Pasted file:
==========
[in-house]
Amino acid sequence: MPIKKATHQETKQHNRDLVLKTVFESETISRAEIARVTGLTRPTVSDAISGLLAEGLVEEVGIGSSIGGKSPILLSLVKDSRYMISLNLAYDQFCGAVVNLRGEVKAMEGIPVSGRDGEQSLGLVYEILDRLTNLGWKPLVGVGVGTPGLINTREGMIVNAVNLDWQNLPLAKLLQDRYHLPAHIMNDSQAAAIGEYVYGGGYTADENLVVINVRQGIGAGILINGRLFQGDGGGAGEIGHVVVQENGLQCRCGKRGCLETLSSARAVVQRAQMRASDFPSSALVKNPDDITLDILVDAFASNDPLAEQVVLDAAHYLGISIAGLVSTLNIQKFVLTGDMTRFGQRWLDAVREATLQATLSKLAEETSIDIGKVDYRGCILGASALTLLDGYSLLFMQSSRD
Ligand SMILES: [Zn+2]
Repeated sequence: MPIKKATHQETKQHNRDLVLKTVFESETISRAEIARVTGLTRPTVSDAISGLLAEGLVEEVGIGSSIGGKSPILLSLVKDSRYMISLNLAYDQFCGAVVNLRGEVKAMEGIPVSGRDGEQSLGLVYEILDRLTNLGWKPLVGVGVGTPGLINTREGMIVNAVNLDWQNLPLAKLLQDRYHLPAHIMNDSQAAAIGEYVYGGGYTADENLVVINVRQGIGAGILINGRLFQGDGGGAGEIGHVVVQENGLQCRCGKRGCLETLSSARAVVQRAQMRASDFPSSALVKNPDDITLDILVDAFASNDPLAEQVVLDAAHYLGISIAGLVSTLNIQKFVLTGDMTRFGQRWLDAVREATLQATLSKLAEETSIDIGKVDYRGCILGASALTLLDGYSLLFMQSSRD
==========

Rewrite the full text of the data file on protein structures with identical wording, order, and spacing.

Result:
[in-house]
Amino acid sequence: MPIKKATHQETKQHNRDLVLKTVFESETISRAEIARVTGLTRPTVSDAISGLLAEGLVEEVGIGSSIGGKSPILLSLVKDSRYMISLNLAYDQFCGAVVNLRGEVKAMEGIPVSGRDGEQSLGLVYEILDRLTNLGWKPLVGVGVGTPGLINTREGMIVNAVNLDWQNLPLAKLLQDRYHLPAHIMNDSQAAAIGEYVYGGGYTADENLVVINVRQGIGAGILINGRLFQGDGGGAGEIGHVVVQENGLQCRCGKRGCLETLSSARAVVQRAQMRASDFPSSALVKNPDDITLDILVDAFASNDPLAEQVVLDAAHYLGISIAGLVSTLNIQKFVLTGDMTRFGQRWLDAVREATLQATLSKLAEETSIDIGKVDYRGCILGASALTLLDGYSLLFMQSSRD
Ligand SMILES: [Zn+2]
Repeated sequence: MPIKKATHQETKQHNRDLVLKTVFESETISRAEIARVTGLTRPTVSDAISGLLAEGLVEEVGIGSSIGGKSPILLSLVKDSRYMISLNLAYDQFCGAVVNLRGEVKAMEGIPVSGRDGEQSLGLVYEILDRLTNLGWKPLVGVGVGTPGLINTREGMIVNAVNLDWQNLPLAKLLQDRYHLPAHIMNDSQAAAIGEYVYGGGYTADENLVVINVRQGIGAGILINGRLFQGDGGGAGEIGHVVVQENGLQCRCGKRGCLETLSSARAVVQRAQMRASDFPSSALVKNPDDITLDILVDAFASNDPLAEQVVLDAAHYLGISIAGLVSTLNIQKFVLTGDMTRFGQRWLDAVREATLQATLSKLAEETSIDIGKVDYRGCILGASALTLLDGYSLLFMQSSRD